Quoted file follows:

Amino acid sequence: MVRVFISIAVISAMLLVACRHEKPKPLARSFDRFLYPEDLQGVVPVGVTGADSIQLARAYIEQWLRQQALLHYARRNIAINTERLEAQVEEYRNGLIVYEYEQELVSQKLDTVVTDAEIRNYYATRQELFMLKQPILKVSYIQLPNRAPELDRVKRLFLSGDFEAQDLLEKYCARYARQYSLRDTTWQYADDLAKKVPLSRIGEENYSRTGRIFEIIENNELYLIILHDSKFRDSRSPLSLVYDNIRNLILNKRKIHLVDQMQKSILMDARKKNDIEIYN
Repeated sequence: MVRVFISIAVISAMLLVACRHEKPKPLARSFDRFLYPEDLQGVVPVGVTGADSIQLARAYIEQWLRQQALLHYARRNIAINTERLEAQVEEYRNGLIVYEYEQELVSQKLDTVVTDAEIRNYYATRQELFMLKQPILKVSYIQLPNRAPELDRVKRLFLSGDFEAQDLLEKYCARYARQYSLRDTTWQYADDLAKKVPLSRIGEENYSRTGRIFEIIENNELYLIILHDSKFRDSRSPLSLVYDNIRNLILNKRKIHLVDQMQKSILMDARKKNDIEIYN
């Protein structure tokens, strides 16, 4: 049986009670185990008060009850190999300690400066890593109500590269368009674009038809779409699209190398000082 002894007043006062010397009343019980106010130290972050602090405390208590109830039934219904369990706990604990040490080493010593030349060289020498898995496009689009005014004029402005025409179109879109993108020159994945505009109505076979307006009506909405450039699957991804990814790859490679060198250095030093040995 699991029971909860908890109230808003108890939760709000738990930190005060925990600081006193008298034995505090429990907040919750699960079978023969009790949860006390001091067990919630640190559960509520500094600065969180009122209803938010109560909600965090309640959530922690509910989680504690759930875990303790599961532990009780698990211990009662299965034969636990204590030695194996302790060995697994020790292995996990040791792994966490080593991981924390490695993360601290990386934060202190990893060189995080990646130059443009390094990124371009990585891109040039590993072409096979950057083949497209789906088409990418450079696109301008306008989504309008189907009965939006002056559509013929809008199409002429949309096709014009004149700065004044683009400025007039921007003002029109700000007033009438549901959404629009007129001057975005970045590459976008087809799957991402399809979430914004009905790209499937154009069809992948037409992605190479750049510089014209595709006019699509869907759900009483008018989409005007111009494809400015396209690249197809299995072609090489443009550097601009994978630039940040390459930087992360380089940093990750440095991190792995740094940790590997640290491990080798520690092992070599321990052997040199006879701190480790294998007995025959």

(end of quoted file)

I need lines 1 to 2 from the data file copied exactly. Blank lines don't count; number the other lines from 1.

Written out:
Amino acid sequence: MVRVFISIAVISAMLLVACRHEKPKPLARSFDRFLYPEDLQGVVPVGVTGADSIQLARAYIEQWLRQQALLHYARRNIAINTERLEAQVEEYRNGLIVYEYEQELVSQKLDTVVTDAEIRNYYATRQELFMLKQPILKVSYIQLPNRAPELDRVKRLFLSGDFEAQDLLEKYCARYARQYSLRDTTWQYADDLAKKVPLSRIGEENYSRTGRIFEIIENNELYLIILHDSKFRDSRSPLSLVYDNIRNLILNKRKIHLVDQMQKSILMDARKKNDIEIYN
Repeated sequence: MVRVFISIAVISAMLLVACRHEKPKPLARSFDRFLYPEDLQGVVPVGVTGADSIQLARAYIEQWLRQQALLHYARRNIAINTERLEAQVEEYRNGLIVYEYEQELVSQKLDTVVTDAEIRNYYATRQELFMLKQPILKVSYIQLPNRAPELDRVKRLFLSGDFEAQDLLEKYCARYARQYSLRDTTWQYADDLAKKVPLSRIGEENYSRTGRIFEIIENNELYLIILHDSKFRDSRSPLSLVYDNIRNLILNKRKIHLVDQMQKSILMDARKKNDIEIYN